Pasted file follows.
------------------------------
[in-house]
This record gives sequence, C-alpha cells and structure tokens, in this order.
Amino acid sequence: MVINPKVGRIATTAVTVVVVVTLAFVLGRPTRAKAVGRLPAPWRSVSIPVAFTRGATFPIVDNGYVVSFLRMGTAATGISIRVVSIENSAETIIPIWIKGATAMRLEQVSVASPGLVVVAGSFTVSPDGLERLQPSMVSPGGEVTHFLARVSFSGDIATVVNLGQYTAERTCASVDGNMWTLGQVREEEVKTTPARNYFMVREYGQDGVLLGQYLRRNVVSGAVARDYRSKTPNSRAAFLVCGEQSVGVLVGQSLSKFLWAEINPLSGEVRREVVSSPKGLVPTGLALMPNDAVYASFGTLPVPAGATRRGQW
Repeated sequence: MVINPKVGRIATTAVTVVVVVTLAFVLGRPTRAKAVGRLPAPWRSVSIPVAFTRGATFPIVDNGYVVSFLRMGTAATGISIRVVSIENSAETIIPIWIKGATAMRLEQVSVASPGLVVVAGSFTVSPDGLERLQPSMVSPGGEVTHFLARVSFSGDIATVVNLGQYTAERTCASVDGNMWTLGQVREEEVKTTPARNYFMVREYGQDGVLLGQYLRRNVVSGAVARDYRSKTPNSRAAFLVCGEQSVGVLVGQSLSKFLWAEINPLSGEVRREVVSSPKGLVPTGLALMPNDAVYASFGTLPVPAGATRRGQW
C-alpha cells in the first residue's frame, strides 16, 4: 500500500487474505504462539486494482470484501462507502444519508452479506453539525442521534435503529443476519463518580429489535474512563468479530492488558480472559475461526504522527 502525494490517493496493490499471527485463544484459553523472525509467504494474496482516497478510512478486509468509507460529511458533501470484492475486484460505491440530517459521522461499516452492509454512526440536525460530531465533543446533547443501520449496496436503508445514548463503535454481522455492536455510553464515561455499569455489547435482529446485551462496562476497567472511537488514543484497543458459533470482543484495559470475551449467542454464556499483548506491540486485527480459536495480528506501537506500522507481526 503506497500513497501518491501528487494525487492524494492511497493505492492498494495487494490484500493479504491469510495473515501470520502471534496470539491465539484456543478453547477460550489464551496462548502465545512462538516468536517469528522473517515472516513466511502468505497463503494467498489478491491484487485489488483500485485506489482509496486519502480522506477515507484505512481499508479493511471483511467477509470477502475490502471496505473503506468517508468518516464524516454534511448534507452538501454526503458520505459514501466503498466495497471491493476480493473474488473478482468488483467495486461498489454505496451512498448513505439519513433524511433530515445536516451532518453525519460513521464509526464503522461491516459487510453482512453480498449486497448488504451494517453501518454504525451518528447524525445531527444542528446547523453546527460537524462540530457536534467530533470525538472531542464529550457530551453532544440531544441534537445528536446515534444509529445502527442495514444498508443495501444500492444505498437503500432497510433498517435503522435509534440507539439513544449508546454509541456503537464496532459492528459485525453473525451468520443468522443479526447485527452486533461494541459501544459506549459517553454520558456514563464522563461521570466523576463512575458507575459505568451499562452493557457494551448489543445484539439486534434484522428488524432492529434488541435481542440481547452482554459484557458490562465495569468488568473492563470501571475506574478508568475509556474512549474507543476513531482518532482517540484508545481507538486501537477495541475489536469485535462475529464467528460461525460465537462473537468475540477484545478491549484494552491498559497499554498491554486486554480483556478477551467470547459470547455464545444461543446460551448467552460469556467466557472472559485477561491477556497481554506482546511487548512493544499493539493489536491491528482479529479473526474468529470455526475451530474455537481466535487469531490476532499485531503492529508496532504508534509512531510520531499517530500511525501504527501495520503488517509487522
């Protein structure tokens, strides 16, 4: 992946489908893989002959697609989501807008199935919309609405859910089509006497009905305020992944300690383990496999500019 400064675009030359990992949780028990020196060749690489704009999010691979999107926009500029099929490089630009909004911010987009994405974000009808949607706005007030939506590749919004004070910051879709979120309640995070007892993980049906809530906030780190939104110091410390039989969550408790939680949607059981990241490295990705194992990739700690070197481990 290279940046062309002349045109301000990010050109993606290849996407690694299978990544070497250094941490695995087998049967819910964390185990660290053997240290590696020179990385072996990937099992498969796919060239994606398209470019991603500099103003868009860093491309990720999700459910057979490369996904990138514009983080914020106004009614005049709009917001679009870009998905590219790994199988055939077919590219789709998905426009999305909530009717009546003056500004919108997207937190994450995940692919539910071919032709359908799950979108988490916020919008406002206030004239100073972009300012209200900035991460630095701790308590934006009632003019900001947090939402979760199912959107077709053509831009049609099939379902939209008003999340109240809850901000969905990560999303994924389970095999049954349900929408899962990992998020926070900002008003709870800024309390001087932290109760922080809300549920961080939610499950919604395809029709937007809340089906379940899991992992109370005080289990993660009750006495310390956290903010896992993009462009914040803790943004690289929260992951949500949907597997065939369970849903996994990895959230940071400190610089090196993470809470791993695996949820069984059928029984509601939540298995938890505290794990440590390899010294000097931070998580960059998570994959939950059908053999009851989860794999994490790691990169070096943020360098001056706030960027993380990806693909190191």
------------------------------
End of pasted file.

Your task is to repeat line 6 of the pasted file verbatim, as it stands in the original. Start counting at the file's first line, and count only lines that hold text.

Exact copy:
């Protein structure tokens, strides 16, 4: 992946489908893989002959697609989501807008199935919309609405859910089509006497009905305020992944300690383990496999500019 400064675009030359990992949780028990020196060749690489704009999010691979999107926009500029099929490089630009909004911010987009994405974000009808949607706005007030939506590749919004004070910051879709979120309640995070007892993980049906809530906030780190939104110091410390039989969550408790939680949607059981990241490295990705194992990739700690070197481990 290279940046062309002349045109301000990010050109993606290849996407690694299978990544070497250094941490695995087998049967819910964390185990660290053997240290590696020179990385072996990937099992498969796919060239994606398209470019991603500099103003868009860093491309990720999700459910057979490369996904990138514009983080914020106004009614005049709009917001679009870009998905590219790994199988055939077919590219789709998905426009999305909530009717009546003056500004919108997207937190994450995940692919539910071919032709359908799950979108988490916020919008406002206030004239100073972009300012209200900035991460630095701790308590934006009632003019900001947090939402979760199912959107077709053509831009049609099939379902939209008003999340109240809850901000969905990560999303994924389970095999049954349900929408899962990992998020926070900002008003709870800024309390001087932290109760922080809300549920961080939610499950919604395809029709937007809340089906379940899991992992109370005080289990993660009750006495310390956290903010896992993009462009914040803790943004690289929260992951949500949907597997065939369970849903996994990895959230940071400190610089090196993470809470791993695996949820069984059928029984509601939540298995938890505290794990440590390899010294000097931070998580960059998570994959939950059908053999009851989860794999994490790691990169070096943020360098001056706030960027993380990806693909190191």